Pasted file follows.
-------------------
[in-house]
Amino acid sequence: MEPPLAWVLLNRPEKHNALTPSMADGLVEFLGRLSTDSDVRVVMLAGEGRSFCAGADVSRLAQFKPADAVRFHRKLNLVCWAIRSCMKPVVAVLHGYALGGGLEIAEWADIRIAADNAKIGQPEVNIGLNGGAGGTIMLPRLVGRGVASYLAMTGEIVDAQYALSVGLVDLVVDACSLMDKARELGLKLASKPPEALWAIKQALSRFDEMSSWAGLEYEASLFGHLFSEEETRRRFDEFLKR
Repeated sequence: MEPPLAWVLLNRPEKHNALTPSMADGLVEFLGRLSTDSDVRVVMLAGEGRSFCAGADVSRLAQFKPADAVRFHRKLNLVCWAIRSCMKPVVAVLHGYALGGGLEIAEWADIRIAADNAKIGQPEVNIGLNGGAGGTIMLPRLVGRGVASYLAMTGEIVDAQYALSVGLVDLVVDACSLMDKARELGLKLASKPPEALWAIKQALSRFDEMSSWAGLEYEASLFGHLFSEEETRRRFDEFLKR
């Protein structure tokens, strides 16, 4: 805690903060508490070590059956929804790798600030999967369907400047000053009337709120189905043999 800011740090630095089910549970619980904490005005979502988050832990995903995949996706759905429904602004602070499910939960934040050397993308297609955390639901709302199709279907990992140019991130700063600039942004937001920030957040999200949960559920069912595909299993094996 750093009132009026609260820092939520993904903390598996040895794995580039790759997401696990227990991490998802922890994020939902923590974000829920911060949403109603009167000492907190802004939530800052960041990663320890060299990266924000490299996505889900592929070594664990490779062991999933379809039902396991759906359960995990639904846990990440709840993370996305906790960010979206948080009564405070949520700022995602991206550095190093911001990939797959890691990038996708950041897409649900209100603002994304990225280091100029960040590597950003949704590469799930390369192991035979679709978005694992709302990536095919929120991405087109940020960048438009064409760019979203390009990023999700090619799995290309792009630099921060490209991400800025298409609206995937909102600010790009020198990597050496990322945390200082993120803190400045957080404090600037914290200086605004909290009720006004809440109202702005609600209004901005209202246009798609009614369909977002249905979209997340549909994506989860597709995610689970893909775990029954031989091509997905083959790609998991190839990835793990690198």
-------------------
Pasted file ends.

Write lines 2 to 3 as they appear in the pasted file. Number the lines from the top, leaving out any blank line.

Amino acid sequence: MEPPLAWVLLNRPEKHNALTPSMADGLVEFLGRLSTDSDVRVVMLAGEGRSFCAGADVSRLAQFKPADAVRFHRKLNLVCWAIRSCMKPVVAVLHGYALGGGLEIAEWADIRIAADNAKIGQPEVNIGLNGGAGGTIMLPRLVGRGVASYLAMTGEIVDAQYALSVGLVDLVVDACSLMDKARELGLKLASKPPEALWAIKQALSRFDEMSSWAGLEYEASLFGHLFSEEETRRRFDEFLKR
Repeated sequence: MEPPLAWVLLNRPEKHNALTPSMADGLVEFLGRLSTDSDVRVVMLAGEGRSFCAGADVSRLAQFKPADAVRFHRKLNLVCWAIRSCMKPVVAVLHGYALGGGLEIAEWADIRIAADNAKIGQPEVNIGLNGGAGGTIMLPRLVGRGVASYLAMTGEIVDAQYALSVGLVDLVVDACSLMDKARELGLKLASKPPEALWAIKQALSRFDEMSSWAGLEYEASLFGHLFSEEETRRRFDEFLKR